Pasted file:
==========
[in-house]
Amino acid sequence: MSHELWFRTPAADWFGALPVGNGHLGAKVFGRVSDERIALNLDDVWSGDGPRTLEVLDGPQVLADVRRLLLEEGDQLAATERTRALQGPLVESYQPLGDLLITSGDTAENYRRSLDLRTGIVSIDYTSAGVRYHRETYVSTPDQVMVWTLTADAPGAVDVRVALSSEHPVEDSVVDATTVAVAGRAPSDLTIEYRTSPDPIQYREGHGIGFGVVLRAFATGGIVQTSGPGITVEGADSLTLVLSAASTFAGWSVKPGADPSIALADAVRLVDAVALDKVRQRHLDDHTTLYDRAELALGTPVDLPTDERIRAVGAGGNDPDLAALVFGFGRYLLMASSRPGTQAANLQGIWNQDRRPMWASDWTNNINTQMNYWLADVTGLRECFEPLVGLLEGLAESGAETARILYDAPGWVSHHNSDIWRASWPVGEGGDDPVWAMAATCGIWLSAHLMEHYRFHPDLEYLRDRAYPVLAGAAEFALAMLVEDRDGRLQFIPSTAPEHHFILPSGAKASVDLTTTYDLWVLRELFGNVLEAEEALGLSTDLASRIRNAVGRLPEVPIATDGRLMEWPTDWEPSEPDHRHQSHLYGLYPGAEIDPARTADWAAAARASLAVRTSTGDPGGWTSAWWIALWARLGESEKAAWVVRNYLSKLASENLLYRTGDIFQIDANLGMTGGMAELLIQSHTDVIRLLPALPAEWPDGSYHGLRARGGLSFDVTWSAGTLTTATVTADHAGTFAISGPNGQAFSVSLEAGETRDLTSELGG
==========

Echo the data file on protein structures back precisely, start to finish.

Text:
[in-house]
Amino acid sequence: MSHELWFRTPAADWFGALPVGNGHLGAKVFGRVSDERIALNLDDVWSGDGPRTLEVLDGPQVLADVRRLLLEEGDQLAATERTRALQGPLVESYQPLGDLLITSGDTAENYRRSLDLRTGIVSIDYTSAGVRYHRETYVSTPDQVMVWTLTADAPGAVDVRVALSSEHPVEDSVVDATTVAVAGRAPSDLTIEYRTSPDPIQYREGHGIGFGVVLRAFATGGIVQTSGPGITVEGADSLTLVLSAASTFAGWSVKPGADPSIALADAVRLVDAVALDKVRQRHLDDHTTLYDRAELALGTPVDLPTDERIRAVGAGGNDPDLAALVFGFGRYLLMASSRPGTQAANLQGIWNQDRRPMWASDWTNNINTQMNYWLADVTGLRECFEPLVGLLEGLAESGAETARILYDAPGWVSHHNSDIWRASWPVGEGGDDPVWAMAATCGIWLSAHLMEHYRFHPDLEYLRDRAYPVLAGAAEFALAMLVEDRDGRLQFIPSTAPEHHFILPSGAKASVDLTTTYDLWVLRELFGNVLEAEEALGLSTDLASRIRNAVGRLPEVPIATDGRLMEWPTDWEPSEPDHRHQSHLYGLYPGAEIDPARTADWAAAARASLAVRTSTGDPGGWTSAWWIALWARLGESEKAAWVVRNYLSKLASENLLYRTGDIFQIDANLGMTGGMAELLIQSHTDVIRLLPALPAEWPDGSYHGLRARGGLSFDVTWSAGTLTTATVTADHAGTFAISGPNGQAFSVSLEAGETRDLTSELGG